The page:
Should I Visit a Sleep Clinic?

This content was created by the National Sleep Foundation


Find out whether or not a sleep clinic may help you fix your slumber problems.

You’ve tried warm milk, soothing music, an earlier bedtime, a new mattress, melatonin…the list goes on and on, but you’re still staring at the ceiling every night unable to sleep. Before you resign yourself to a life of counting sheep, know that a sleep clinic could help you get the rest you need.

What Is a Sleep Clinic?

Many sleep disorders such as sleep apnea and insomnia can be difficult to pinpoint while you’re awake, so doctors use sleep clinics to monitor patients overnight. While most sleep studies are set up to resemble private hotel rooms (to encourage you to fall asleep), you’ll technically be in a medical lab. Each room is equipped with a bed, as well as equipment that can help detect sleep problems by monitoring brain activity, eye movement, heart rate, snoring, body movements, and more.

Should I Visit a Sleep Lab?

If your doctor has been unable to diagnose your sleep disorder based on your sleep schedule and habits or if the treatments that you’ve already tried haven’t been effective, then you may be a good candidate for a sleep study. If you notice any of the following sleep problems, talk to your doctor about whether a sleep clinic may be right for you: Chronic snoring, extreme sleepiness during the day (even after a full night’s rest), trouble falling asleep at night on a regular basis, or frequent awakenings during the night.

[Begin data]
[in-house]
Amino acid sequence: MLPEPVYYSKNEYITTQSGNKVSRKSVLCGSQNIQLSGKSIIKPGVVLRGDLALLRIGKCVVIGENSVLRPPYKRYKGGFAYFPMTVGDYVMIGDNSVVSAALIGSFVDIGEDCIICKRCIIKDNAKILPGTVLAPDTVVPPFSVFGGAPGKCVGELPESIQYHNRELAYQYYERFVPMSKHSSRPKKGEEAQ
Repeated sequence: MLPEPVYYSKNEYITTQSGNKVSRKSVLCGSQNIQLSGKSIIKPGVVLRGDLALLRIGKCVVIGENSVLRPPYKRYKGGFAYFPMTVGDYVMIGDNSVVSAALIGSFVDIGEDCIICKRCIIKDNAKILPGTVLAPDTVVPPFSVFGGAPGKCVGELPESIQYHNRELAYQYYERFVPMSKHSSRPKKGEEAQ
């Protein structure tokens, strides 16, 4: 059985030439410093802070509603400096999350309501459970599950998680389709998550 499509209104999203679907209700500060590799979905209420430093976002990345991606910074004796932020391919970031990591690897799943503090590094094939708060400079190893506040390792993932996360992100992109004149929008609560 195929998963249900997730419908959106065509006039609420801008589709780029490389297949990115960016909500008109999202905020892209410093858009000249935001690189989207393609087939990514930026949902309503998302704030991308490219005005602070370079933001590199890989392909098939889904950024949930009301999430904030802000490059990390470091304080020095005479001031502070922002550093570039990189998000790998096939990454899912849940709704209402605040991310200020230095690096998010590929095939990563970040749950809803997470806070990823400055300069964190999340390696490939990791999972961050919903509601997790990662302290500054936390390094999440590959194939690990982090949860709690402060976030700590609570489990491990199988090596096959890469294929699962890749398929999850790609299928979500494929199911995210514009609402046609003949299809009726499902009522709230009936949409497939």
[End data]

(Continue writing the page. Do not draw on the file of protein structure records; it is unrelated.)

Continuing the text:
What Else Should I Know?

If your doctor does decide that you would benefit from a sleep study, he or she may ask you to keep a sleep diary in advance and jot down information such as how much sleep you got, when you went to bed, and how many times you woke up during the night. Then he can compare this diary—how you sleep at home—with how you slept at the lab. Once you get to the sleep clinic and climb into bed, sticky electrode sensors will be placed on your face, chest, and limbs, and the technician will monitor the incoming data from the next room (don’t worry, you’ll have privacy!). While the electrodes may look and feel funny, they won’t cause any discomfort.

Remember, going to a sleep lab may seem like a hassle, but disorders such as insomnia can wreak havoc on your overall health and a condition such as sleep apnea can even be potentially life-threatening. So if participating in a sleep study helps you get a proper diagnosis and treatment plan, then it's well worth it!

Bonus Tip: If you're considering going to a sleep clinic, but are turned off by the price, which can start around $1300, check out the pros and cons of a home sleep study kit, which starts around $250 to $300.